To meet climate targets, progress to decarbonize commercial buildings needs to be faster. Our new report examines how conflicting interests among parties in the sector prevent more significant energy efficiency investment and identifies strategies for utilities to drive energy savings.
With the robust economic environment, businesses in the United States should be able to comfortably invest in reducing emissions from commercial buildings and reap long-term rewards. Implementing energy upgrades in buildings is a core strategy for reducing U.S. carbon emissions. But despite the demonstrated climate, financial, and health benefits of energy-saving upgrades, commercial buildings are not being retrofitted at the pace needed. Though innovative solutions to make retrofits more financially accessible are available, businesses still commonly point to cost as a barrier to retrofits, and a decarbonized buildings industry remains out of reach.
A new ACEEE report takes a holistic look at the commercial real estate industry to uncover the root causes of the slow pace of efficiency retrofits. We found that the problem is structural: The industry comprises many companies—building owners, tenants, contractors, and banks, to name a few—acting individually to minimize costs and maximize profits, but investing in energy efficiency requires these separate actors to work together. Utilities and policymakers must understand this fundamental challenge and collaborate to design programs that enable more businesses to implement retrofits.
The greatest obstacle to commercial retrofits is a lack of coordination among key players
People discussing obstacles to energy efficiency frequently mention the problem of split incentives. This usually refers to the fact that a landlord may not want to pay for a retrofit if a tenant pays the energy bills because the tenants will get the savings. (The incentive is “split” between the landlord and renter.) Our report argues that we must expand our understanding of the split incentives at work in the commercial building sector. There are many more conflicting interests than just the split between landlords and tenants, and together these divisions compound to further challenge commercial retrofits.
A complicated web of companies is involved in the commercial buildings value chain. For example, investors who own buildings seek to minimize costs to maximize shareholder earnings, and contractors who bid on projects present low-cost options to entice developers and the next buyers. Quick turnovers in the industry also create a split incentive; commercial buildings are typically sold every 5–10 years, and investors aren’t interested in retrofits that will pay off for the next owner but not for themselves. Even within companies, individuals may consider maintaining the energy-inefficient status quo less risky than advocating for a large, expensive retrofit project.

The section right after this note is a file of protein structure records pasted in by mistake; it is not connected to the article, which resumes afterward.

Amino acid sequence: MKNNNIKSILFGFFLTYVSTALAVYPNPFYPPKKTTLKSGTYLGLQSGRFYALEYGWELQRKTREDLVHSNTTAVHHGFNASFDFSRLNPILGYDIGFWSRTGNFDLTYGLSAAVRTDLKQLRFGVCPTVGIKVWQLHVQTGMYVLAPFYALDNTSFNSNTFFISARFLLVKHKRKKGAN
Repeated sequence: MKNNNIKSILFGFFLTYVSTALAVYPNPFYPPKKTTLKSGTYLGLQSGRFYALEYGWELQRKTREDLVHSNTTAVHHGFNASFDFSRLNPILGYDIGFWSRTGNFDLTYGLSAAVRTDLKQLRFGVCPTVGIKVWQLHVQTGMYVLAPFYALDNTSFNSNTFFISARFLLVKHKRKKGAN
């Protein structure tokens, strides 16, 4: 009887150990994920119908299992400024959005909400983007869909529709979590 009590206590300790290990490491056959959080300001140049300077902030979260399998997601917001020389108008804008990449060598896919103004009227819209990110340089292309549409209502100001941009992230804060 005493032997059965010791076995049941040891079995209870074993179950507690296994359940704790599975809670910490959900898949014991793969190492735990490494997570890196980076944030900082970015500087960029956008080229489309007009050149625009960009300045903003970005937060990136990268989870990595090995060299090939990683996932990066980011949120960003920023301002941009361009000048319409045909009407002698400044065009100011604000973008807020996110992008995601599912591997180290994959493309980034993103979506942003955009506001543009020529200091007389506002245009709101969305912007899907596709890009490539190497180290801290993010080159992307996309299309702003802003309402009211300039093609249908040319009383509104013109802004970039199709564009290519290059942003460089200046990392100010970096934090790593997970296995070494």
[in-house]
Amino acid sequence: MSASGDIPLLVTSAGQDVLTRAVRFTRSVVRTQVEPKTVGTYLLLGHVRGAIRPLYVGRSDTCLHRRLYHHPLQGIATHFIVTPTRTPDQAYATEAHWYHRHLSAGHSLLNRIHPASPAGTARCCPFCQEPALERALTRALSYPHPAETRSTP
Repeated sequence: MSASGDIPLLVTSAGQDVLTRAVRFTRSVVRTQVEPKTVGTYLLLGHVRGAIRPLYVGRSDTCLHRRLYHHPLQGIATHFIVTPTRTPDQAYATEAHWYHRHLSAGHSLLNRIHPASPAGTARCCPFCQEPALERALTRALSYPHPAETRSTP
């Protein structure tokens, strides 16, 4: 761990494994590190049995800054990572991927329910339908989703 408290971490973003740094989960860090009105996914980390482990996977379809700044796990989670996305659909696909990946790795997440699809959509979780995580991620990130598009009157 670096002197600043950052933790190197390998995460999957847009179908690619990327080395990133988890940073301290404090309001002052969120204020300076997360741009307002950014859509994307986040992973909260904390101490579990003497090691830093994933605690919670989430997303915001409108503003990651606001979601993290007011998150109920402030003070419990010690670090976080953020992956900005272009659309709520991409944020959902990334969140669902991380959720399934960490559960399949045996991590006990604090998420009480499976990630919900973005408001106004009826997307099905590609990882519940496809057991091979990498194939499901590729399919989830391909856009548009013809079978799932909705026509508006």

Finding opportunities to align interests will be vital to increase energy efficiency investments
Because conflicting interests are the main reason that retrofits have been slow to take off, opportunities to increase collaboration are critical. We highlight a few recommendations from the report here:
Utilities seeking to spur retrofits should leverage existing business partnerships. Business improvement districts and main street partnerships provide utilities with existing associations of businesses that are close to one another and share a utility provider. Utilities can scale their retrofitting opportunities by working directly with these organizations, which have their own sources of funding for improving business areas and already have relationships with the local businesses.
Utilities and community development financial institutions (CDFIs) should partner to finance retrofit projects. Though utilities have private funds they would like to lend for upgrades, they are not banks and do not have lending capacity. CDFIs, meanwhile, have lending capacity but lack the needed funds. A lending program facilitated by a CDFI through utility funding can deploy financing more effectively.
Real estate firms and contractors should collaborate to implement retrofits during periods of turnover in buildings. Retrofits are easier to implement when the building is between owners or tenants, as the spaces are unoccupied. It would be convenient for utilities to reach out to property owners when they have vacant spaces, but there is currently no information-sharing method to allow them to capitalize on these opportunities. Through policy, this could take the form of greater transparency in the permitting process so that vacant properties could be identified through public information. In the private sector, this could take the form of partnerships between providers and real estate agencies to allow agencies to act as one-stop shops for office space retrofits. In this model, property owners could rent space through a real estate agency that also retrofits spaces before renting them out.
The split incentive problem is larger and more complex than is commonly understood, and understanding this challenge is critical to driving change. Designing programs to decrease buildings’ emissions that businesses want to participate in requires taking this complex issue into account and working to align the incentives of businesses with environmental goals.